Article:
Since he entered politics in the early 1980s, if not long before—the image of him as a young activist being arrested during a civil rights protest in Chicago speaks volumes—Bernie Sanders has been fighting for a vision of justice that most Americans have only recently come around to. A vision that embraces issues of race, gender, and sexuality, but also of class, and of the ways that those concepts interact. And it is precisely because of that commitment that voters love him while, within the political machine, "nobody likes him."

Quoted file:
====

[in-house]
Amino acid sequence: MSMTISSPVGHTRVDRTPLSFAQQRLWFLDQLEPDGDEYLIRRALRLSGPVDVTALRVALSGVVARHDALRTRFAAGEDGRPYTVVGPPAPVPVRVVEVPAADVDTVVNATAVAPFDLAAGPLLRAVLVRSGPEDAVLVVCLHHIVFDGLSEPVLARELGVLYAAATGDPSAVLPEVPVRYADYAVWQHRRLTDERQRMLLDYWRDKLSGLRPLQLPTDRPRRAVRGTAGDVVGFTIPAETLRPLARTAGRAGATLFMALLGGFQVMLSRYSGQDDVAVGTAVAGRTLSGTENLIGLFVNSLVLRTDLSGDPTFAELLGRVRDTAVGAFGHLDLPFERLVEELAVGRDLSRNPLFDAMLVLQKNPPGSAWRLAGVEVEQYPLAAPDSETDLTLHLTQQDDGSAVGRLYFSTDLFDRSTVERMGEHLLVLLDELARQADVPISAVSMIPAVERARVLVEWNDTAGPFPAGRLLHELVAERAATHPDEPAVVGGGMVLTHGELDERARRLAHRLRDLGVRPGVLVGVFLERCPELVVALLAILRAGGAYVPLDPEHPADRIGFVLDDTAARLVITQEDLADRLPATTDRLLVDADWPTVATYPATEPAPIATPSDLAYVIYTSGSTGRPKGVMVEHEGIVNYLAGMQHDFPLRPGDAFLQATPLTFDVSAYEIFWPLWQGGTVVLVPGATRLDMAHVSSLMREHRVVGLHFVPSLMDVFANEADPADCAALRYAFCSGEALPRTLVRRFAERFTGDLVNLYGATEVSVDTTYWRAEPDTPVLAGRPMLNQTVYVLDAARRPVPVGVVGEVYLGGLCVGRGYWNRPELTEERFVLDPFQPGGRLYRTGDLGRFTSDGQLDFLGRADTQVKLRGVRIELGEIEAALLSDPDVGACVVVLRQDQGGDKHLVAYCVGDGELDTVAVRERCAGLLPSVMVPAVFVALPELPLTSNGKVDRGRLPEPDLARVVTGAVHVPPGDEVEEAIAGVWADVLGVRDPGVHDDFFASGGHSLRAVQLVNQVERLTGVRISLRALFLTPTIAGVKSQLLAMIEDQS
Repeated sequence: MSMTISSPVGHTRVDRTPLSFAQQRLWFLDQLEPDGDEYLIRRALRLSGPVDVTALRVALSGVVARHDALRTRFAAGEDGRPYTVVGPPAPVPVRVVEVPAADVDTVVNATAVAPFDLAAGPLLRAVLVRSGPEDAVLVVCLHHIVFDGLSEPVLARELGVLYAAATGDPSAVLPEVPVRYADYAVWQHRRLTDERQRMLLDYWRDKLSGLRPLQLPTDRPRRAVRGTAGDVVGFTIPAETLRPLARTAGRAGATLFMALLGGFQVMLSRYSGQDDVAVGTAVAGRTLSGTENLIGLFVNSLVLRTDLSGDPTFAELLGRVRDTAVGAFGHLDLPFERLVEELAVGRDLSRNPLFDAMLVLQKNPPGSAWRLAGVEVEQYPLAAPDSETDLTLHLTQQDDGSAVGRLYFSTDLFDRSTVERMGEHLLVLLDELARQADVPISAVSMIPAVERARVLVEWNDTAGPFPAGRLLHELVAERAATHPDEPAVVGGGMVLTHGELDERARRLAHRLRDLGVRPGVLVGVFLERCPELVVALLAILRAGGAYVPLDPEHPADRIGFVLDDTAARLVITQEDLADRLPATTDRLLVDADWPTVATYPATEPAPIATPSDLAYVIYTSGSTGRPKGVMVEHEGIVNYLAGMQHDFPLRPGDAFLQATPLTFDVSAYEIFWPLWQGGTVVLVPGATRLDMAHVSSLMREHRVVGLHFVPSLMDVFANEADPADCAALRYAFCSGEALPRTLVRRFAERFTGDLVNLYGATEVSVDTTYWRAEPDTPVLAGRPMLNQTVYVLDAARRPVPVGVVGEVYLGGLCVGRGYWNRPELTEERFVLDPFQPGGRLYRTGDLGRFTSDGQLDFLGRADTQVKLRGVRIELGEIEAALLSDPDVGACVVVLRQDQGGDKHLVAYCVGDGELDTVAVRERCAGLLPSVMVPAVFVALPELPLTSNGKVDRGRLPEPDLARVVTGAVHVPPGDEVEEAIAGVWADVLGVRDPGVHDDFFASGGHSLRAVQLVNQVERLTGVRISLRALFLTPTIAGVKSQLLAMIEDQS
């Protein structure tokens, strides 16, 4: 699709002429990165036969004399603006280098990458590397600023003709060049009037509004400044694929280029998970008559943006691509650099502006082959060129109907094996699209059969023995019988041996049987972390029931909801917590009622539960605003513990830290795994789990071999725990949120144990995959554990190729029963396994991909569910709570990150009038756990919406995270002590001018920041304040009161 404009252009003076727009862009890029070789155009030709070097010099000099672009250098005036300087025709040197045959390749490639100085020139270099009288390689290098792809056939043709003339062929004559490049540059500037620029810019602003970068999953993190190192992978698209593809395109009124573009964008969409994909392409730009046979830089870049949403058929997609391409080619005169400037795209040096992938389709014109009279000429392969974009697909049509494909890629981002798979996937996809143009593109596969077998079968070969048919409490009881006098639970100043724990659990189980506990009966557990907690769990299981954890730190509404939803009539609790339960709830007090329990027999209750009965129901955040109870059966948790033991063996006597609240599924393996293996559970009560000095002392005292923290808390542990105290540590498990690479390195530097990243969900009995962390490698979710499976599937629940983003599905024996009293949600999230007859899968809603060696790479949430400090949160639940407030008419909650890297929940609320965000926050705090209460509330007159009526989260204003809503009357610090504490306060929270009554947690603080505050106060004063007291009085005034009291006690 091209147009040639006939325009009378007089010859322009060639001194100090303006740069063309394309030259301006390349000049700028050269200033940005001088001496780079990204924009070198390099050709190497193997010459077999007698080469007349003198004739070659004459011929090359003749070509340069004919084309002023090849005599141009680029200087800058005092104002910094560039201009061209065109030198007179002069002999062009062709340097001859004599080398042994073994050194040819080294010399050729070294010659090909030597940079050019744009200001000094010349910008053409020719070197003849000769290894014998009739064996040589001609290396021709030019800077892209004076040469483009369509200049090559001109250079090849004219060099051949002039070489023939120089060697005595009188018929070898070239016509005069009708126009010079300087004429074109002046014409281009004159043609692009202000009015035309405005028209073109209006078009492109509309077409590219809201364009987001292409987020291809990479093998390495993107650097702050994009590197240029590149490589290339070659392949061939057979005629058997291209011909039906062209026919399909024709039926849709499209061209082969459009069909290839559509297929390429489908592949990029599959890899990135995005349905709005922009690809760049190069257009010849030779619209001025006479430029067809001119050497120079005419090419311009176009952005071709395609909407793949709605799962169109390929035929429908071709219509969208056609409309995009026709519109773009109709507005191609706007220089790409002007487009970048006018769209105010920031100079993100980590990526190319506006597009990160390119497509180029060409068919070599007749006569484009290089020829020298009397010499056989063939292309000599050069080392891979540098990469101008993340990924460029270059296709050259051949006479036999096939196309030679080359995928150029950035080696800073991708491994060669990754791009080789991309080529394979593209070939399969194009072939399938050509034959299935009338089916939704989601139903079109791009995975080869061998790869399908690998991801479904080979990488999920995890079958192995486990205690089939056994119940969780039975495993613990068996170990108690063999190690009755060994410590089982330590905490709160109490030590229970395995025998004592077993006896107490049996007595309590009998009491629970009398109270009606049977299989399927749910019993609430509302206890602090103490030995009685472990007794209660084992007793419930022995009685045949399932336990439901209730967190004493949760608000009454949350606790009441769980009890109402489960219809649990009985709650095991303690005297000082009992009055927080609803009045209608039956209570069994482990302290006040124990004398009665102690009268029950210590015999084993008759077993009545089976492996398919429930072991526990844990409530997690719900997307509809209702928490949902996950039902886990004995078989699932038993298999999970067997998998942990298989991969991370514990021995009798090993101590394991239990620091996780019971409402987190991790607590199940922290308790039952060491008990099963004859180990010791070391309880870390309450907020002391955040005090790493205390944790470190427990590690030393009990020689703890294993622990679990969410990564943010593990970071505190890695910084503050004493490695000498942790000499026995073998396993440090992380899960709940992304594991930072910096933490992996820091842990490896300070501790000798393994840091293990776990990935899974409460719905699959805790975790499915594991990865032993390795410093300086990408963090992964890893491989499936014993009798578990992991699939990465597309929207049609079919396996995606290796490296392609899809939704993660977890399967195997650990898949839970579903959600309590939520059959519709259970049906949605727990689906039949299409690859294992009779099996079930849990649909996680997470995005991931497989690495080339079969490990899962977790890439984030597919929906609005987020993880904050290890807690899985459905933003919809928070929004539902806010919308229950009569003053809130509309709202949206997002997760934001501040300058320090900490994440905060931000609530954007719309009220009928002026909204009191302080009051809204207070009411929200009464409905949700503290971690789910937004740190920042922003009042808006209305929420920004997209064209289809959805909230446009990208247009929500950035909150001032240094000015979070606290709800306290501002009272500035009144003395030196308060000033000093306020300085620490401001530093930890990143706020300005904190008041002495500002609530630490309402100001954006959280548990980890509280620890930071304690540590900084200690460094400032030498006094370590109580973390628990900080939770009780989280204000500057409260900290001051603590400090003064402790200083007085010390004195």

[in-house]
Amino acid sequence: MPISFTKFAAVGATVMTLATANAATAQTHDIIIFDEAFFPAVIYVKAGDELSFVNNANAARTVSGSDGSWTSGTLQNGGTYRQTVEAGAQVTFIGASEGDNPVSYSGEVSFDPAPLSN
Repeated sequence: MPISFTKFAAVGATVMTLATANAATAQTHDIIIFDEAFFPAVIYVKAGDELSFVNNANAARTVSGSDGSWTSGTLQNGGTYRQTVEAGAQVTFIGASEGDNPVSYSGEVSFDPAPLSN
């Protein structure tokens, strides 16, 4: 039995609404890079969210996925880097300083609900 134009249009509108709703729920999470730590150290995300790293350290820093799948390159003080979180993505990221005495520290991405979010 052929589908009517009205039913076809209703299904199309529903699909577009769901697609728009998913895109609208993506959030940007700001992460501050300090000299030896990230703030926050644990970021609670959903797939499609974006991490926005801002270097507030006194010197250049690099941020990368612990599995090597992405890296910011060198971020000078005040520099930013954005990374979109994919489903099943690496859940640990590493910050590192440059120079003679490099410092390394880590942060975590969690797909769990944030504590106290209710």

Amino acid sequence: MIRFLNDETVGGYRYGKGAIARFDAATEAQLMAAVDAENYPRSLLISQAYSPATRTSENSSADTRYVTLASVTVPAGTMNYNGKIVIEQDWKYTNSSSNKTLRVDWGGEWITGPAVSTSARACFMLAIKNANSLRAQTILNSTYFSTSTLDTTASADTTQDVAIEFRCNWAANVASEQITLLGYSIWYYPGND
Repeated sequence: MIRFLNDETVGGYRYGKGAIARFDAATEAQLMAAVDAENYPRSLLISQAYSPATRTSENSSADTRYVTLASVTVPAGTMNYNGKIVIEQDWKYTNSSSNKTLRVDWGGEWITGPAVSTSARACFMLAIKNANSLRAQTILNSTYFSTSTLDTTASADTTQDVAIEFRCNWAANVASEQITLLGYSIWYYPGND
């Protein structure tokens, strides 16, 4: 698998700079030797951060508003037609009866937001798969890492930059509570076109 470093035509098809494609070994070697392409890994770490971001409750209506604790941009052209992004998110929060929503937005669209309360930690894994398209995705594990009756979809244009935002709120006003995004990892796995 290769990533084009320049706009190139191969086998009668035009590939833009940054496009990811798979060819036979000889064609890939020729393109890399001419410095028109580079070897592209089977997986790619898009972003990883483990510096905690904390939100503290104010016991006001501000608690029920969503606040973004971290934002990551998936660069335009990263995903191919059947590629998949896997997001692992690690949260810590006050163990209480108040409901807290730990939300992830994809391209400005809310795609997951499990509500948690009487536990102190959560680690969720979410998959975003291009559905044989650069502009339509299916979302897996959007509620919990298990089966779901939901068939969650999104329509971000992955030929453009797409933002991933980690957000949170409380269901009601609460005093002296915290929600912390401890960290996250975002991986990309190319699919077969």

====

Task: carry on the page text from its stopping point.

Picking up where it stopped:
That's what Clinton said in an interview with The Hollywood Reporter, going on to claim of Sanders that "nobody wants to work with him, he got nothing done. He was a career politician." She was referring specifically to Sanders' role in Congress, but what she revealed is that she is still deep in denial about her 2016 loss.
While it's always important to point out that Clinton received nearly three million more votes than Donald Trump—and would have won the presidency if our electoral system wasn't holding onto a useless relic of our nation's worst historic crimes—it's still worth noting that her primary flaw as a candidate played a role in her poor performance in key states.
Bernie’s base is primarily women, young people, low-income, & POC. We’ve been called “Residue”, “Russian trolls”,… https://t.co/FSPtRg0sGg— Dynasty🌹🌺✊🏿 (@Dynasty🌹🌺✊🏿) 1579627942.0